The Sacred Lies of Minnow Bly - Stephanie Oakes

Chapter 1

I am a blood-soaked girl.

Before me, a body. Pulped. My boots drenched with his blood. I search out his eyes, but they’re gone, hidden away behind pale lids.

My breath comes hard and white in the freezing air. Inside each breath is the understanding that this is how it feels, controlling someone, bending their body to your will.

I wonder if this is how the Prophet felt the moment he ordered my hands ripped from me.

Above, a car races across the bridge with a metal shudder. Fingernail-sized flakes of snow fall through the yellow haze of streetlights, and a few cold stars blink in a dark sky. I want to hold my hand flat to catch the snowflakes like I used to when I was little. But, I remind myself, my hands are gone, and I’m not five anymore. The girl I used to be could almost be dead.

I hunker beside a snowbank, watching the red on the ground slowly ice over. I feel suddenly cold. Colder than even the outside air. Colder than I’ve ever been in my life.

Chapter 2

When the police arrive they are blurry white shapes, like ghosts, stuffed inside tight blue uniforms. My eyes can’t follow their features. One moment, I grasp an eye, a nose, but it slips away just as quickly and all I sense are their voices, scribbling over the light of the new morning. The ruined mess of the boy’s body is shoved inside an ambulance, and it screams down the street.

The cops try handcuffing me around my stumps, but the metal slides off. I bite my lip against the cold steel grating over my newborn pink skin.

“Do we even need to cuff her?” one cop mutters.

“Look at what she did,” the other insists. “You saw the kid, looked like he’d been run over.”

“But, just look at her.”

Look at me. My arms are crossed over my stomach and, at the end of the arms, an absence of hands, of fingers, of fists, of nails. Of any way to fight back. I feel the cops’ eyes inch over the homespun trousers and the disgusting rag of a shirt Jude gave me, the fabric blazoned with blood.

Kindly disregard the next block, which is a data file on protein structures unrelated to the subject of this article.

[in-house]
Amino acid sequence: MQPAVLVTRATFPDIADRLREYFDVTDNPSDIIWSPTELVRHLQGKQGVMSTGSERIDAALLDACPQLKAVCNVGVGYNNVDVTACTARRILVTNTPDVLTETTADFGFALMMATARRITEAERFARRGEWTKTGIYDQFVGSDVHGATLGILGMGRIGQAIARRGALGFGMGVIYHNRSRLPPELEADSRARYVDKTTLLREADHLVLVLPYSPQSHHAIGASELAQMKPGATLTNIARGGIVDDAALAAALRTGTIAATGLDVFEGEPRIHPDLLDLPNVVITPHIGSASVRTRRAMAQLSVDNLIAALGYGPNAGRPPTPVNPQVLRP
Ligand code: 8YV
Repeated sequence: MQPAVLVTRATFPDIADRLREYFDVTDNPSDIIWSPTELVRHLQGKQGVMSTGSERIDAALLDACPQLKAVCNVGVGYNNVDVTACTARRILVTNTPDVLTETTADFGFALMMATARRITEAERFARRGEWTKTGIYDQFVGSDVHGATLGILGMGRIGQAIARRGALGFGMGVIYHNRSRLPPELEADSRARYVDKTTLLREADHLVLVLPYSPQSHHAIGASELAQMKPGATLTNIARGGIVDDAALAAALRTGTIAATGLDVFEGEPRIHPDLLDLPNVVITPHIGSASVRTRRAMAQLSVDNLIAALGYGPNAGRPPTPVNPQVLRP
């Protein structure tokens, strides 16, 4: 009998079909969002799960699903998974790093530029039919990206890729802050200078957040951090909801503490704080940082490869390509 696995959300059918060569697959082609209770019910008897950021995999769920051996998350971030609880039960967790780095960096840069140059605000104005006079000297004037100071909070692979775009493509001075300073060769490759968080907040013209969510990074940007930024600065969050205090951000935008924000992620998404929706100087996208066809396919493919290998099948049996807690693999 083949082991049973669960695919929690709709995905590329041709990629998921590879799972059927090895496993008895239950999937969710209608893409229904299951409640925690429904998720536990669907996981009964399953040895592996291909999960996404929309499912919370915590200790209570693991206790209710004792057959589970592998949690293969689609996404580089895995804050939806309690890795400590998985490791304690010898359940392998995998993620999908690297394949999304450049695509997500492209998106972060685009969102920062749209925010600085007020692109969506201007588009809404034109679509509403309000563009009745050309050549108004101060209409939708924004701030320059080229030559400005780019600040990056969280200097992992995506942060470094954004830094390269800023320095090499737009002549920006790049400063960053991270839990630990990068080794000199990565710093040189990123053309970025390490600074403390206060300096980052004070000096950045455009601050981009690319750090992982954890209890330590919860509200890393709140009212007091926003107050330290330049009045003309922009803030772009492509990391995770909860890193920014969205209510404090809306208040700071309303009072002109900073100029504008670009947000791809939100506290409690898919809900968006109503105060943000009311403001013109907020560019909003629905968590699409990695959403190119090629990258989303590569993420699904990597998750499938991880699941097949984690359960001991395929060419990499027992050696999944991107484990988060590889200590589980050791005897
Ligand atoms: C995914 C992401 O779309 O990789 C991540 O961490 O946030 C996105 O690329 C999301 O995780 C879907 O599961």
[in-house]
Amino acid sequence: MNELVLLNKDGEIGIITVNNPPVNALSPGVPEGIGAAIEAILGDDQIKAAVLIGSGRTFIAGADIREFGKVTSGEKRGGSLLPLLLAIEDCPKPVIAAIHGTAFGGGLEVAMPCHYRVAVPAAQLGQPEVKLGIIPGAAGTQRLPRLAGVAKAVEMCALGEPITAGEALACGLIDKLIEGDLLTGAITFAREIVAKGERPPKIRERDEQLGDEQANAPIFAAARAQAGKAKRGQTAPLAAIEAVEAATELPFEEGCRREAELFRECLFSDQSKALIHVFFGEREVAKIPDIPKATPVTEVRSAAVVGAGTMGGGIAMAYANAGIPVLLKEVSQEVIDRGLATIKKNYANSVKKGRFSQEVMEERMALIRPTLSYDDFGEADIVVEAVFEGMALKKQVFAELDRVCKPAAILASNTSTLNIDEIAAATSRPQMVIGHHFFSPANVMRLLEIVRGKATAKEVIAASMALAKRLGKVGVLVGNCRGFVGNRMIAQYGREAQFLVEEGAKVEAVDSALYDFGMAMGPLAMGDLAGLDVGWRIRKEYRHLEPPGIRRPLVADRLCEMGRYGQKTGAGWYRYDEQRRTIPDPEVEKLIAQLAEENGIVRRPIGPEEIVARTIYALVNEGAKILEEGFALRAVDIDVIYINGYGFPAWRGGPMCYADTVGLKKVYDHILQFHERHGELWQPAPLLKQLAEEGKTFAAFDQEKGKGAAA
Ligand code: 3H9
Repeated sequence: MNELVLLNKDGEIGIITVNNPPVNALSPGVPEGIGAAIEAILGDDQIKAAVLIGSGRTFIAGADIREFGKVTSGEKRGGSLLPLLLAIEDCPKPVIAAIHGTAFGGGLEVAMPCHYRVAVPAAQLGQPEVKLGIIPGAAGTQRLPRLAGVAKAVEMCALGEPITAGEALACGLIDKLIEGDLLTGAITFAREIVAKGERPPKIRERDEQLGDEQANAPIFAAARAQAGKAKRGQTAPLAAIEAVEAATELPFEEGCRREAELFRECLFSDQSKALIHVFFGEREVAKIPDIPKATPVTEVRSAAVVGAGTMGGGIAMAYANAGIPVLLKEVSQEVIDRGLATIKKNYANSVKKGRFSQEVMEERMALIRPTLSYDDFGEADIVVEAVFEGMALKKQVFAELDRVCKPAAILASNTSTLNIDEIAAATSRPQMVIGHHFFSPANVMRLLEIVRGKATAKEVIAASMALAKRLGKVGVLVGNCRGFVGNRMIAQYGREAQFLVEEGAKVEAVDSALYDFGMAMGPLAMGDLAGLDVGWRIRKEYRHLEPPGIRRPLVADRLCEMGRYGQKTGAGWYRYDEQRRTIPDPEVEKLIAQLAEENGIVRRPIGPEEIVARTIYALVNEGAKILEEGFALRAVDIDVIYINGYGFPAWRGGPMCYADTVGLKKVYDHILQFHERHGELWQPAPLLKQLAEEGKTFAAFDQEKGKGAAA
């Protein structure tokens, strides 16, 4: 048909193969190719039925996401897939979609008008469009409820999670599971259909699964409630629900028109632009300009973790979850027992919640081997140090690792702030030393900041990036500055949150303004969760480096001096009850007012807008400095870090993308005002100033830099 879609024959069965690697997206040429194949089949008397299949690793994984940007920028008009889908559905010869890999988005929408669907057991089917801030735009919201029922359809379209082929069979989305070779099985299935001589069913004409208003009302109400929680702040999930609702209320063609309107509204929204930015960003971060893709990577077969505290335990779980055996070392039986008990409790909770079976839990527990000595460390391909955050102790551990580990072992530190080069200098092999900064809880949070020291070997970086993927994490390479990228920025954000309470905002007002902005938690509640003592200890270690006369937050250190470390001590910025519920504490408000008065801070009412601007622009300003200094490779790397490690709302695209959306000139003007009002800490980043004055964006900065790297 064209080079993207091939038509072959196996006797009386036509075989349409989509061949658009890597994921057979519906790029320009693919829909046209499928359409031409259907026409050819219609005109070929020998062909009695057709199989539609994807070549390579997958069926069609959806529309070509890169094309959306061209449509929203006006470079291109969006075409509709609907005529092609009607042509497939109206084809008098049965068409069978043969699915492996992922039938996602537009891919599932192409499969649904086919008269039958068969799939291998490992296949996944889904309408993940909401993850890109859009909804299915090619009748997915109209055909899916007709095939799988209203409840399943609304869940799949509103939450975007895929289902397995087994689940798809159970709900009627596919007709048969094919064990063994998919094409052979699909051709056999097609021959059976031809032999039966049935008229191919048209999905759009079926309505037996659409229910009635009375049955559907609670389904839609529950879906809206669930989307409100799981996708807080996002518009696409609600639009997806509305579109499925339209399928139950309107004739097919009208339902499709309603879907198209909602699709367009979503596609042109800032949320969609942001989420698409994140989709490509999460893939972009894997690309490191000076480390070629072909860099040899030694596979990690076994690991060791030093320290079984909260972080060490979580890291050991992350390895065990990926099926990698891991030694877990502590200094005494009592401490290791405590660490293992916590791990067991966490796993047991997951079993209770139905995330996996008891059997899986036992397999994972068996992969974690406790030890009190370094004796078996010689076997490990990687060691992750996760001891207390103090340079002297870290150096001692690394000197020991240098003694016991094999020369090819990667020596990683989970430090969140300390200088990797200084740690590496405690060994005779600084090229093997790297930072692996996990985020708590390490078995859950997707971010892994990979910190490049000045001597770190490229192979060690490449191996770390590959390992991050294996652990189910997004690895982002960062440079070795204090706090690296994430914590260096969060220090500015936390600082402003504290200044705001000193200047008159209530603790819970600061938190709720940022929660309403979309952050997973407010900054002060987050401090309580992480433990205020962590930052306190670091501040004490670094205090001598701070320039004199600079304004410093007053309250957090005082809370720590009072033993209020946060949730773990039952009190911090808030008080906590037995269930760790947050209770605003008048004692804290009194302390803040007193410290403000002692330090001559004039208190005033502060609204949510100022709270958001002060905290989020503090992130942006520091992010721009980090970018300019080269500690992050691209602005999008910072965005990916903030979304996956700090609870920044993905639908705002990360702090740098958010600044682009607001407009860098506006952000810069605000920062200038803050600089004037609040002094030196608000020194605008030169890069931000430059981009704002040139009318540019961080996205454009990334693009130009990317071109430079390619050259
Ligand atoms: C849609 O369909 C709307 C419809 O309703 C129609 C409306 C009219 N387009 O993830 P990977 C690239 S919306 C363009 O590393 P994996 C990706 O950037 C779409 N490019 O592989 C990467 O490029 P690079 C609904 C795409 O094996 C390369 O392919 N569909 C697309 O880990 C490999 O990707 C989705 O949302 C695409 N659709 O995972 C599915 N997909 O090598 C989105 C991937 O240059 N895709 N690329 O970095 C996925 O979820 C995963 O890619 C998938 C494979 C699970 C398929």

In the end, they squeeze the cuffs around my elbows, the pressure nearly popping my shoulders from the sockets, but I don’t scream. I don’t say anything. I feel like I have said enough for my entire life.

Chapter 3

My first view of the city is from a police car. I stare out the thumbprinted window as the sun peels back over buildings locked in by snowfall.

“You better hope he lives,” one of the cops says, and suddenly the boy is all I can see again—the broken face, teeth chucked in the snow. My veins are still tight from adrenaline.

• • •

At the police station, it’s wood walls and stained ceiling tiles. The smell of charred coffee.

They are discussing the best way to fingerprint me.

“It must be done,” they say. “How will we identify her without fingers?” Just like that, they’ve said something I’ve felt for months but never said aloud. One of them leafs through a police manual, searching for the proper procedure, while the other pushes each stump into a pad of ink and presses them onto paper. Two warped black ovals in a field of white.

“Looks like we only need a DNA sample,” the first one says, glancing up from the manual. He rummages in a drawer and pulls out a small square of cotton, unwraps it, and holds it before me. “Spit.”

“You want my spit?”

“Just do it.”

I gather up all the moisture I can in my mouth and let it fall to the cotton square. He closes it in a small plastic box with a sliding lid and places it on his desk.

The mug shot they take burns half circles into my vision, worse than any firelight. I clamp my arm to my eyes, and they have to lead me with their hands to a sterile examination room. When I crack my eyes open, I see they’ve faced me toward a tight-sheeted bed with stirrups, pushed against a tile wall. Beside the bed, a tray with tongs and a flat white depressor. A dark blond woman takes me by the shoulder and walks me toward the bed. I balk.

“It’s okay,” she says. “It’s procedure in abuse cases.”

She’s got her head turned to the side, and I see myself as she must see me, skinny, filthy, and handless, wearing clothes that smell of blood.

“I—I don’t need that,” I